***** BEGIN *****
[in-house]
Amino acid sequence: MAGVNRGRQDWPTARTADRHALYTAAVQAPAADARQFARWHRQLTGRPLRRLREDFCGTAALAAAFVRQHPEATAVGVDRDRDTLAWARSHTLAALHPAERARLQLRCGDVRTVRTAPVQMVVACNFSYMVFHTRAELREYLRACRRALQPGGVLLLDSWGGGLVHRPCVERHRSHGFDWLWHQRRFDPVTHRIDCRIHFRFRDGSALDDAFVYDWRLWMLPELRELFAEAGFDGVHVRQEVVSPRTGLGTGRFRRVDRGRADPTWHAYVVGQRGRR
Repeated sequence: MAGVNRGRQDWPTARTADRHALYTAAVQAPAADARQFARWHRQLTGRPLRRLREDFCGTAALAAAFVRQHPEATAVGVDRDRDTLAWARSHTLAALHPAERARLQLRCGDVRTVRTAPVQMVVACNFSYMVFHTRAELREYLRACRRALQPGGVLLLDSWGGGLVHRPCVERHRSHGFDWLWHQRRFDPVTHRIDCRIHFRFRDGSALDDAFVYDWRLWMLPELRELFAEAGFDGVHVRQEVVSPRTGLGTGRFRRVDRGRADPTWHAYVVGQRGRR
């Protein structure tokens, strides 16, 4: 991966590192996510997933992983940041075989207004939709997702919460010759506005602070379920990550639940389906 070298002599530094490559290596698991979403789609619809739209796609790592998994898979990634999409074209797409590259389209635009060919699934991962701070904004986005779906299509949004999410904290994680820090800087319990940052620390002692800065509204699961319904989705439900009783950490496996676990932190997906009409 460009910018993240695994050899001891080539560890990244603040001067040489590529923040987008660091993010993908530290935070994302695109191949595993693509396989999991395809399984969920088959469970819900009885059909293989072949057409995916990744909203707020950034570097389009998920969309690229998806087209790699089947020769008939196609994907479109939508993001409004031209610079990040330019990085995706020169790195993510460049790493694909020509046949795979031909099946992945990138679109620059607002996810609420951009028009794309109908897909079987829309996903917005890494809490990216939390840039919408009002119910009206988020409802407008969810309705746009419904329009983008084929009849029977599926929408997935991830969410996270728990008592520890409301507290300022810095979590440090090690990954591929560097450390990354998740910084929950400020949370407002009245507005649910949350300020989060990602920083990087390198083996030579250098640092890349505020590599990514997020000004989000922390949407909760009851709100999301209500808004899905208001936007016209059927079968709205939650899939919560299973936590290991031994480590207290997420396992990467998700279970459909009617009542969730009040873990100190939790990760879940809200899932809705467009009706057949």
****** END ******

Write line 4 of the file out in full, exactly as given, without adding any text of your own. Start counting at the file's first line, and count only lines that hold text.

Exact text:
């Protein structure tokens, strides 16, 4: 991966590192996510997933992983940041075989207004939709997702919460010759506005602070379920990550639940389906 070298002599530094490559290596698991979403789609619809739209796609790592998994898979990634999409074209797409590259389209635009060919699934991962701070904004986005779906299509949004999410904290994680820090800087319990940052620390002692800065509204699961319904989705439900009783950490496996676990932190997906009409 460009910018993240695994050899001891080539560890990244603040001067040489590529923040987008660091993010993908530290935070994302695109191949595993693509396989999991395809399984969920088959469970819900009885059909293989072949057409995916990744909203707020950034570097389009998920969309690229998806087209790699089947020769008939196609994907479109939508993001409004031209610079990040330019990085995706020169790195993510460049790493694909020509046949795979031909099946992945990138679109620059607002996810609420951009028009794309109908897909079987829309996903917005890494809490990216939390840039919408009002119910009206988020409802407008969810309705746009419904329009983008084929009849029977599926929408997935991830969410996270728990008592520890409301507290300022810095979590440090090690990954591929560097450390990354998740910084929950400020949370407002009245507005649910949350300020989060990602920083990087390198083996030579250098640092890349505020590599990514997020000004989000922390949407909760009851709100999301209500808004899905208001936007016209059927079968709205939650899939919560299973936590290991031994480590207290997420396992990467998700279970459909009617009542969730009040873990100190939790990760879940809200899932809705467009009706057949």